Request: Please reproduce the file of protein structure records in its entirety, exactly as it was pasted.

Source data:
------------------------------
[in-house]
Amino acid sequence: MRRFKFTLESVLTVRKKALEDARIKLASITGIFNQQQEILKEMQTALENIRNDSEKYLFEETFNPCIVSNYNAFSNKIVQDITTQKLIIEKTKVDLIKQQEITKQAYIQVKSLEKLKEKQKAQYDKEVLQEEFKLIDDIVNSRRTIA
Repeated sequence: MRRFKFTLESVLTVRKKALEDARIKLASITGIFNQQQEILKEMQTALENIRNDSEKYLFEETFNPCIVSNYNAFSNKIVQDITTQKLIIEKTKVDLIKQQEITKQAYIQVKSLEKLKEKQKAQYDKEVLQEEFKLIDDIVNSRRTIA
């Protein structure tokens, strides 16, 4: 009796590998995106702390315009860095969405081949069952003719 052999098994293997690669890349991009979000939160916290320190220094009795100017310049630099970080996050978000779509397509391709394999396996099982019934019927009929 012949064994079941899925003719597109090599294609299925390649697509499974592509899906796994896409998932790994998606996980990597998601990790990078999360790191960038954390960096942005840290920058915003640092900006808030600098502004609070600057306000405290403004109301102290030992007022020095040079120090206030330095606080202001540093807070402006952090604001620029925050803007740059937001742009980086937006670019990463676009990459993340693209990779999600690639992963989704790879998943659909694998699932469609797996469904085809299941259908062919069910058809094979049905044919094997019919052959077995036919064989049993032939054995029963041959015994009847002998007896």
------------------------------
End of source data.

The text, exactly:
[in-house]
Amino acid sequence: MRRFKFTLESVLTVRKKALEDARIKLASITGIFNQQQEILKEMQTALENIRNDSEKYLFEETFNPCIVSNYNAFSNKIVQDITTQKLIIEKTKVDLIKQQEITKQAYIQVKSLEKLKEKQKAQYDKEVLQEEFKLIDDIVNSRRTIA
Repeated sequence: MRRFKFTLESVLTVRKKALEDARIKLASITGIFNQQQEILKEMQTALENIRNDSEKYLFEETFNPCIVSNYNAFSNKIVQDITTQKLIIEKTKVDLIKQQEITKQAYIQVKSLEKLKEKQKAQYDKEVLQEEFKLIDDIVNSRRTIA
């Protein structure tokens, strides 16, 4: 009796590998995106702390315009860095969405081949069952003719 052999098994293997690669890349991009979000939160916290320190220094009795100017310049630099970080996050978000779509397509391709394999396996099982019934019927009929 012949064994079941899925003719597109090599294609299925390649697509499974592509899906796994896409998932790994998606996980990597998601990790990078999360790191960038954390960096942005840290920058915003640092900006808030600098502004609070600057306000405290403004109301102290030992007022020095040079120090206030330095606080202001540093807070402006952090604001620029925050803007740059937001742009980086937006670019990463676009990459993340693209990779999600690639992963989704790879998943659909694998699932469609797996469904085809299941259908062919069910058809094979049905044919094997019919052959077995036919064989049993032939054995029963041959015994009847002998007896």